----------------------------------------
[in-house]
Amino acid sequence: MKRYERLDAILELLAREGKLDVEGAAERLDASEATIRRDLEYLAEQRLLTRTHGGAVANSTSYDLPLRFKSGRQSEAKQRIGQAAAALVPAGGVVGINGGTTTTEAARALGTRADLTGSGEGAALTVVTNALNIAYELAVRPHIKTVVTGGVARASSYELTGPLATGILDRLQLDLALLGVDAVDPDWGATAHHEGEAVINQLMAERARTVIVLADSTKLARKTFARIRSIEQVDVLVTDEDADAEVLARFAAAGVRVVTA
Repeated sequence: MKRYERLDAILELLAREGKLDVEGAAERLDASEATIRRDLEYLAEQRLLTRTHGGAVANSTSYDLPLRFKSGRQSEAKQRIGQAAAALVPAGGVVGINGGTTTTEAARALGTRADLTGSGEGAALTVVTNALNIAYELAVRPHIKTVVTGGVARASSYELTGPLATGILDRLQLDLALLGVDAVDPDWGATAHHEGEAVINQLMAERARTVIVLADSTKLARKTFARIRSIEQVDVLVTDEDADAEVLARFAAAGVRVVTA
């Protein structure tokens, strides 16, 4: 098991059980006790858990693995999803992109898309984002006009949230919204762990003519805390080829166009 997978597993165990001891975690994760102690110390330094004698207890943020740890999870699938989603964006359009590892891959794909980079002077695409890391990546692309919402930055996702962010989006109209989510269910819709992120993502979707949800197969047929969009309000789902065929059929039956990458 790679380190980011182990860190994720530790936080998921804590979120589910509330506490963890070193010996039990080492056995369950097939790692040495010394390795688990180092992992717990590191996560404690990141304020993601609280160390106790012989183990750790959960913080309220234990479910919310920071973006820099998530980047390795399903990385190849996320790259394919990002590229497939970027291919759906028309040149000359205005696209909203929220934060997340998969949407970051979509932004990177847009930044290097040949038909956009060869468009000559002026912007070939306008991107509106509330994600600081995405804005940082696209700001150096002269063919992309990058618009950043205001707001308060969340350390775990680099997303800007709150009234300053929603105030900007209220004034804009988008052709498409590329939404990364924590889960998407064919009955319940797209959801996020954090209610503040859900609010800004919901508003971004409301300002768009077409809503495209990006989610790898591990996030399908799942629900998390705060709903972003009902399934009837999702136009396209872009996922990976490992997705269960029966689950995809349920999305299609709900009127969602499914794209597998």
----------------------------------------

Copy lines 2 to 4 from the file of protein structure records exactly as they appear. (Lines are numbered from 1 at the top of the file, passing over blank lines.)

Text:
Amino acid sequence: MKRYERLDAILELLAREGKLDVEGAAERLDASEATIRRDLEYLAEQRLLTRTHGGAVANSTSYDLPLRFKSGRQSEAKQRIGQAAAALVPAGGVVGINGGTTTTEAARALGTRADLTGSGEGAALTVVTNALNIAYELAVRPHIKTVVTGGVARASSYELTGPLATGILDRLQLDLALLGVDAVDPDWGATAHHEGEAVINQLMAERARTVIVLADSTKLARKTFARIRSIEQVDVLVTDEDADAEVLARFAAAGVRVVTA
Repeated sequence: MKRYERLDAILELLAREGKLDVEGAAERLDASEATIRRDLEYLAEQRLLTRTHGGAVANSTSYDLPLRFKSGRQSEAKQRIGQAAAALVPAGGVVGINGGTTTTEAARALGTRADLTGSGEGAALTVVTNALNIAYELAVRPHIKTVVTGGVARASSYELTGPLATGILDRLQLDLALLGVDAVDPDWGATAHHEGEAVINQLMAERARTVIVLADSTKLARKTFARIRSIEQVDVLVTDEDADAEVLARFAAAGVRVVTA
């Protein structure tokens, strides 16, 4: 098991059980006790858990693995999803992109898309984002006009949230919204762990003519805390080829166009 997978597993165990001891975690994760102690110390330094004698207890943020740890999870699938989603964006359009590892891959794909980079002077695409890391990546692309919402930055996702962010989006109209989510269910819709992120993502979707949800197969047929969009309000789902065929059929039956990458 790679380190980011182990860190994720530790936080998921804590979120589910509330506490963890070193010996039990080492056995369950097939790692040495010394390795688990180092992992717990590191996560404690990141304020993601609280160390106790012989183990750790959960913080309220234990479910919310920071973006820099998530980047390795399903990385190849996320790259394919990002590229497939970027291919759906028309040149000359205005696209909203929220934060997340998969949407970051979509932004990177847009930044290097040949038909956009060869468009000559002026912007070939306008991107509106509330994600600081995405804005940082696209700001150096002269063919992309990058618009950043205001707001308060969340350390775990680099997303800007709150009234300053929603105030900007209220004034804009988008052709498409590329939404990364924590889960998407064919009955319940797209959801996020954090209610503040859900609010800004919901508003971004409301300002768009077409809503495209990006989610790898591990996030399908799942629900998390705060709903972003009902399934009837999702136009396209872009996922990976490992997705269960029966689950995809349920999305299609709900009127969602499914794209597998």